There is no magic wand or quick fix for building strong communication and collaboration skills across teams, but identifying key problem areas is a good first step. Have each team articulate what their plans are to reach organizational goals and see where the mismatches are. 

From there, figure out where teams are working well together and where they need support. Apart from having a single source of truth where teams can easily access information, consider implementing operationalized playbooks that have automation baked in. This way teams are consistently operating on the same processes and workflows with a shared understanding of them – that last part is crucial to success.  

Sign #3: Teams don’t know what everyone else is working on– or where to find the information they need 

Assuming you know what other teams are working on is not the best way to collaborate. Even if the information you’re operating on came from the most recent company All-Hands, priorities could have shifted since then due to changing resources or an unaccounted-for external factor (like a key team member suddenly being out of the office for an emergency). 

What does this look like across different teams? A few examples: 

  • Only the CMO has seen the product roadmap and hasn’t communicated it to the rest of the team; marketing is working in a vacuum or with an outdated roadmap  
  • Sales leadership never shared out marketing collateral; the sales team thinks marketing isn’t prioritizing or understanding what they need to talk to prospects and close deals
  • The product team doesn’t know what outdated collateral the sales team is using; sales doesn’t know where to find the newest stuff that has gone through product and marketing 

The cause of this issue? Teams are (still) siloed. 

Silos strike again! It’s easy for teams to go heads down on their work when they’re busy, not noticing how that can quickly become a silo. That gets compounded when tools don’t communicate with one another and check-in meetings are deprioritized or canceled, again because everyone is busy. 

The fix 

Communication across organizations is an iterative process, especially as teams grow. Ideally, you want to build repeatable, automated comms processes that don’t lose their humanity and camaraderie.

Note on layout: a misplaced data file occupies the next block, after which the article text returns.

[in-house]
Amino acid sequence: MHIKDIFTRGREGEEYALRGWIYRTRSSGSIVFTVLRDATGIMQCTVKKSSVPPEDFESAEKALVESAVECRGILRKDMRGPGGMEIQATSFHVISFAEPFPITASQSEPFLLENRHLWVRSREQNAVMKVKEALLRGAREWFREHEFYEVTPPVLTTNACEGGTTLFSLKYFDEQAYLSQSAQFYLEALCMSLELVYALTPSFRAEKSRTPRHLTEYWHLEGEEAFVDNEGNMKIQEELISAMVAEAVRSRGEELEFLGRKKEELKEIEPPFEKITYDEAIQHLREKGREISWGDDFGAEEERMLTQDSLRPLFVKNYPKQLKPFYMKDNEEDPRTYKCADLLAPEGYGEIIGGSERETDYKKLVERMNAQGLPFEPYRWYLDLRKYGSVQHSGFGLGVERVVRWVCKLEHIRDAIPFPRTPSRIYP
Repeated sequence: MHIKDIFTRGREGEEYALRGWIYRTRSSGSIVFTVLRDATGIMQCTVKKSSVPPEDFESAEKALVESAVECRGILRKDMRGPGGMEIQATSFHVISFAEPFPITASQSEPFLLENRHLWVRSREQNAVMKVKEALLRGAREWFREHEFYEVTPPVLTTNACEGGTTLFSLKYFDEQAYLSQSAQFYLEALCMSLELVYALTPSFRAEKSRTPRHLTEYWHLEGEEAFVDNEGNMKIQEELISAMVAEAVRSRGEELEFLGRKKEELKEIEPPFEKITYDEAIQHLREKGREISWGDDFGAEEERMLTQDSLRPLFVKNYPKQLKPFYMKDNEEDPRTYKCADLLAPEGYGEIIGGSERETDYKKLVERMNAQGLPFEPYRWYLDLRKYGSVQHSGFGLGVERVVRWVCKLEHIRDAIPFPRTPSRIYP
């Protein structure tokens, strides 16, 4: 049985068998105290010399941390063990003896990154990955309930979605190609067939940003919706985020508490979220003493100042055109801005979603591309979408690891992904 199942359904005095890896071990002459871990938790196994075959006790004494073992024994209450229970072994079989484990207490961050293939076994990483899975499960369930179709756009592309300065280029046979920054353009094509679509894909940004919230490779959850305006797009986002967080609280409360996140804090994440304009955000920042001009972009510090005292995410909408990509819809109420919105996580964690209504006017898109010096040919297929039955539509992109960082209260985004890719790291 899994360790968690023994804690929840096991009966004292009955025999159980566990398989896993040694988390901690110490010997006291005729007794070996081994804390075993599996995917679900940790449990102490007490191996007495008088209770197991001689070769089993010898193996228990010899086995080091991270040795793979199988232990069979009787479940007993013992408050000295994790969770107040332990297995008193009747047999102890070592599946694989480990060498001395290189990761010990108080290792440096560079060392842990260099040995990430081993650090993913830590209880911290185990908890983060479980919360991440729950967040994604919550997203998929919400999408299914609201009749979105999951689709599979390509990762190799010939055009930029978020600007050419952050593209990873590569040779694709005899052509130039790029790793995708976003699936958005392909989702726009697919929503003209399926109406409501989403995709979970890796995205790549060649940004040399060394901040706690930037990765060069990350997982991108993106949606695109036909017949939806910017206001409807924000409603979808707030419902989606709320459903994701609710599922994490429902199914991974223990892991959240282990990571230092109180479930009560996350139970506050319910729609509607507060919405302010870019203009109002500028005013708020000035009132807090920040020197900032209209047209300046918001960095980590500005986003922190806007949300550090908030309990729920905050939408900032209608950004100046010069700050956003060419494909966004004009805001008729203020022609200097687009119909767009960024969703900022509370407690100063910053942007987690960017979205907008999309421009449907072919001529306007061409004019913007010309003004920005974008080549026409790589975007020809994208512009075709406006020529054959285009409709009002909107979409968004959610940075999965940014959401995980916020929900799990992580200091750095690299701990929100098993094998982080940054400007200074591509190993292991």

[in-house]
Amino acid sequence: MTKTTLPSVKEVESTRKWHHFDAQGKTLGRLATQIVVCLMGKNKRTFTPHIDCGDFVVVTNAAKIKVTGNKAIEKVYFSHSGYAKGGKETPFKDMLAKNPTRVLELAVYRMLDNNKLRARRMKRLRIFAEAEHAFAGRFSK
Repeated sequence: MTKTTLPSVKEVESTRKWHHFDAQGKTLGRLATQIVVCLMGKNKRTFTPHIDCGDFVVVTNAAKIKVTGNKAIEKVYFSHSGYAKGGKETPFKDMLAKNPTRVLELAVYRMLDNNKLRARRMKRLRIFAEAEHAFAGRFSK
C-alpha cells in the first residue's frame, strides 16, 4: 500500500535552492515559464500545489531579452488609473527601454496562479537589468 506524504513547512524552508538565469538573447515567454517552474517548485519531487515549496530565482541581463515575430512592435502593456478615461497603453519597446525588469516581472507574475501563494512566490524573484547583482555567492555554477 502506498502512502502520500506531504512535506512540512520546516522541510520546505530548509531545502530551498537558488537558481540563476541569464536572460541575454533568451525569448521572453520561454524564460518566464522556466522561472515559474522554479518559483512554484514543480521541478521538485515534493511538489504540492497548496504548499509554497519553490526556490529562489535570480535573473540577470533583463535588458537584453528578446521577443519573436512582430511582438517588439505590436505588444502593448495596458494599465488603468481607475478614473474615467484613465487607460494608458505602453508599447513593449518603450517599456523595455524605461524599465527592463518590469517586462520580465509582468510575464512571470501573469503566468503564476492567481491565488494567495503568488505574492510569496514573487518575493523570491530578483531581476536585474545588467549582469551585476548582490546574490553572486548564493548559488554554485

Consider the entire structure of how teams communicate at your organization and how it can be improved. You might implement targeted notifications to reps when things ship from the product team, weekly cross-team status updates, and monthly rollups of recent and upcoming launches. You need to proactively get the information out to those across the organization who need it because they won’t seek it out – even if it does live in that easily accessible single source of truth. 

Everyone is busy, after all. 

Sign #4: Teams are "speaking different languages" about objectives, product messaging, using the wrong assets, etc

While this sign is similar to the first and third, it’s distinct in that it’s a little more subtle. Teams might agree on what their objectives are and might be collaborating on work, but they’re fundamentally speaking different languages about that work. 

Some differences are to be expected in how teams communicate internally; marketing and sales each have their own jargon, for example. Ultimately, however, teams need to be able to talk to each other about how to reach common goals, not talk at each other about their own pieces of the puzzle. 

You need to be sure you’re both working toward the same goals in the same way with the same deep understanding of how to get there. 

The cause of this issue? Teams aren’t working from the same source material. 

In order to speak the same language, teams need to not only be comfortable with the basics of each other’s work, but team leads need to be proactively communicating with one another from a single source of truth. 

Has marketing finalized messaging based on working with the product team? Be sure sales has that information pushed to them immediately and they’re trained on it if necessary. 

The fix 

This is another issue where having a single source of truth goes a long way toward solving the problem; build the system that makes the most sense for your team and resources. That could include a roadmap each team checks their progress against weekly, with daily cross-team standups in Slack so everyone knows what everyone else’s priorities are. That also makes it easier to adjust priorities if a blocker or something else comes up. 

The same is true for being able to find the latest collateral that’s been approved across teams; there should be one place where it all lives, accessible by every team. Having to play a game of telephone with new documents while everyone makes their own edits is a nightmare scenario for brand consistency.